Are The Seattle Mariners Being Sold?

By Gareth McBride
Kirby Lee USA Today Sports

Much news has rightfully been made about the Seattle Mariners extending Felix Hernandez services with a seven-year $175 million extension.  While this certainly bodes well for the future the team, one intriguing possibility needs to be explored and that is a potential sale of the team.

Officially Mariners ownership has said the team is not for sale, but anyone knows this kind of talk is standard often until the ink is dry on any purchase agreement. While the team has made money, it has failed to be competitive for several years and has been amongst the worst offensive teams in baseball in recent years.  Even the majestic jewel of Safeco Field cannot draw fans like it used to as the team recently posted their lowest attendance totals since the stadium opened.  Quite a drop from the heady days when Mike Cameron and Ichiro Suzuki patrolled the outfield and attendance topped 3 million.

So why would the team look to sell now?  For starters the Mariners ownership is not very well liked in the city.  They see from office of Howard Lincoln, John Ellis, and Chuck Armstrong is being meddlesome and focused only on turning a profit.  The belief is that no matter who the general manager is, the team will not be able to execute any long-term plan due to their meddling and wishy-washy nature.

The team recently decided to move the fences at Safeco Field as well as install an extremely expensive yet large HD video screen in the outfield.  Fans reacted very angrily that the team is simply trying to put Band-Aids on the problem and is more concerned about showing blooper reels and boat races and not on improving the zeros that are likely to dominate the scoreboard whenever the team is at bat.

This is a team that held onto stars such as Dan Wilson, John Olerud, and Brett Boone, past their prime because their marketing strategy was centered around a fun, and family-friendly stadium where the nice guy mentality of the players was a huge marketing point.  I remember one fan commenting to me that perhaps it’d be better to have a couple of jerks on the team who can actually hit the ball out of the park now and then rather than choirboys past their prime.

Another extremely sore spot for Seattle residents is the team’s open opposition to a new arena that has been designed to return the Sonics to the city as well as attract an NHL team and other revenue-generating events.  The team has constantly cited their displeasure with the proposed location of the new arena, and in the past has also complained about simultaneous events across the way at Century Link Field. I remember one Sunday evening were the Mariners flexed their might and had traffic rerouted away from a communal parking lot so that fans arriving for an event at the other stadium had to drive miles out of their way rather than being able to turn left into the parking lot.  Not only is this a bad neighbor policy but it sits very badly with fans who cite that the team resides in the Stadium built by tax dollars that were gifted to them to keep the team in town.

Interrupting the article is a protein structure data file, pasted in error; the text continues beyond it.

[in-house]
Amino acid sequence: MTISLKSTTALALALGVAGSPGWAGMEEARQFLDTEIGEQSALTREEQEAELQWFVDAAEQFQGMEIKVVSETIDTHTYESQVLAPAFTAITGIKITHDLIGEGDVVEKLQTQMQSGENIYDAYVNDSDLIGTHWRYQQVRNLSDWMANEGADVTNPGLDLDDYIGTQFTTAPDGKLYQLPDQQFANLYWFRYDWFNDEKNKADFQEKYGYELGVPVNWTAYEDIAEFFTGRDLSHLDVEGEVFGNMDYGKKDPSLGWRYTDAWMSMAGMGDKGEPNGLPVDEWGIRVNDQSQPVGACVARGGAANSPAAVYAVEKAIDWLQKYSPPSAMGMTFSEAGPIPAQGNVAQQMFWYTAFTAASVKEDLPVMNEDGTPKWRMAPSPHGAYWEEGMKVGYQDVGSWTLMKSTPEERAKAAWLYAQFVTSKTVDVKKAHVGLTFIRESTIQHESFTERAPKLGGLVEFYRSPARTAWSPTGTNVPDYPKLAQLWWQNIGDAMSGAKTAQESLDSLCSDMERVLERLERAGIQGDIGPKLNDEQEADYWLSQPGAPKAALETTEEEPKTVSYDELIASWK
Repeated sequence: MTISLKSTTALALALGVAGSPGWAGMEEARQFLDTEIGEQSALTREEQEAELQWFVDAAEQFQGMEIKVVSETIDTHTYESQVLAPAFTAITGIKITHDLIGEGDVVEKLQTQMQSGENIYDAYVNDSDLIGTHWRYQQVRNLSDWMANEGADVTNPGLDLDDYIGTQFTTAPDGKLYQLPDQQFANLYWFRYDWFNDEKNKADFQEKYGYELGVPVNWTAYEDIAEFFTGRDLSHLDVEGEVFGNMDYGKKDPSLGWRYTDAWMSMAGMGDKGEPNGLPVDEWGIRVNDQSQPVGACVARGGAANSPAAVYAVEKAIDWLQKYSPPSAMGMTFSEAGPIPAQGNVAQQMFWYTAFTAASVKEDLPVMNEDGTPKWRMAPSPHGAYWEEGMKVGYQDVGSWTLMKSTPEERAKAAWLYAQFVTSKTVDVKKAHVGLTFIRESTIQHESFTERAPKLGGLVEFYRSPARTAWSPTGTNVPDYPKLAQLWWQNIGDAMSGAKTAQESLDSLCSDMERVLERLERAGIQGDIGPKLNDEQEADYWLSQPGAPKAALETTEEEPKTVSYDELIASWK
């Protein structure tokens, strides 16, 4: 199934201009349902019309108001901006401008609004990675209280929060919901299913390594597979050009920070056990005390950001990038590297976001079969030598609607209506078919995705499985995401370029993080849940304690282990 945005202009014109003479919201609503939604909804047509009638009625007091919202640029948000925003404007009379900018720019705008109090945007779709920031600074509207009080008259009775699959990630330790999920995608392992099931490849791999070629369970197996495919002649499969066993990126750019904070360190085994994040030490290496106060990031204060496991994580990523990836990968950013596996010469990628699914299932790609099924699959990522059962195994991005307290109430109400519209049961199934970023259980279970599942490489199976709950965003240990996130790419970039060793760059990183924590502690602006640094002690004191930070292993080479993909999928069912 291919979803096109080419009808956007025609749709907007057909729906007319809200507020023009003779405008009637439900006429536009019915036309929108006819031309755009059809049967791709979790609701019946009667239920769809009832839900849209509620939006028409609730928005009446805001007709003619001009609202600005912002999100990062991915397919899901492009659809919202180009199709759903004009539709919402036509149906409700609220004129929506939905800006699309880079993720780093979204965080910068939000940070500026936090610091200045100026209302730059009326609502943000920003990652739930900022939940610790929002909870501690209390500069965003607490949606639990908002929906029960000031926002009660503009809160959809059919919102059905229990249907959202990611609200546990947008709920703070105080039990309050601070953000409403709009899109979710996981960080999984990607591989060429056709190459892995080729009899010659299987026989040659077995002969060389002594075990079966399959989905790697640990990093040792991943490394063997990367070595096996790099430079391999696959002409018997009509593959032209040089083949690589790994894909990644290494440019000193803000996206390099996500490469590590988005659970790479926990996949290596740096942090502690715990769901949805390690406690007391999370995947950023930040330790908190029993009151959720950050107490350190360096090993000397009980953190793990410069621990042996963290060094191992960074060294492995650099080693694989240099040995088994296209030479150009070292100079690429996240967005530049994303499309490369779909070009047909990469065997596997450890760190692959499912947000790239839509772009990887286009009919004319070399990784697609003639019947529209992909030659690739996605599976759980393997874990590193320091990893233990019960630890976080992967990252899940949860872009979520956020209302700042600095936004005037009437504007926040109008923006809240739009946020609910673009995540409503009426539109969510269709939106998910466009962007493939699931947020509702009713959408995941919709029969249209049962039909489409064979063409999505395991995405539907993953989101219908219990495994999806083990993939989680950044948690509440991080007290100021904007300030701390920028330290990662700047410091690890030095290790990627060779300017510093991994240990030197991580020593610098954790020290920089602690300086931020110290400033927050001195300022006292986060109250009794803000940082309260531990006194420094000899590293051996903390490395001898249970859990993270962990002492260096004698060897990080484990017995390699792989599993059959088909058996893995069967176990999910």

A look at the Mariners roster shows that aside from Felix, there are no high market contracts on the books for 2014.  Many of the young players such as Justin Smoak, Dustin Ackley, Jesus Montero and Kyle Seager are operating under a much more financial friendly arrangement as they do not have arbitration for a couple of years.  This makes it very attractive for prospective owner to come in as your most valuable asset is secure for the foreseeable future, and you are not saddled with any cumbersome contracts that would prevent a new owner from coming in and shaping the team the way they wish.

All of this may be just pie-in-the-sky speculation for fans eager for change, but I would have to say that the team might be pretty appealing to someone looking to buy a baseball team.  You have a magnificent stadium that has been shown to draw fans once an entertaining and competitive product is on the field.  You have a solid TV and radio contract, and operate in the 12th largest market in the country.  As an added bonus, you have one of the game’s premier pitchers locked up for the next seven years and a minor-league system brimming with young talent that can either be traded away or developed.  Mark Cuban has made no secret that his desire to own a major-league baseball team and was actively trying to purchase the Texas Rangers.  Area fans also cite the billionaire Paul Allen who has a history of civic gifting which has included purchasing the Seattle Seahawks and being a driving force behind their new stadium.

The final piece to look at is the attractiveness of the team to the majority owner. H Yamauchi built his fortune in name through Nintendo and became majority owner the team to keep it from moving out of the Pacific Northwest.  The fact that the man had never seen a baseball game in person was of little consequence, he saw gifting the team to the area as only an appropriate thanks to the growth that Nintendo had experienced through its Washington headquarters.

Even with Japanese icon Ichiro on the team, the owner never once saw the team play but did indicate should the Mariners ever make the World Series, he would attend.

With Ichiro now a New York Yankee, the lucrative merchandising of the team to Japanese viewers doesn’t hold the same luster and may make the team that much easier to part with.

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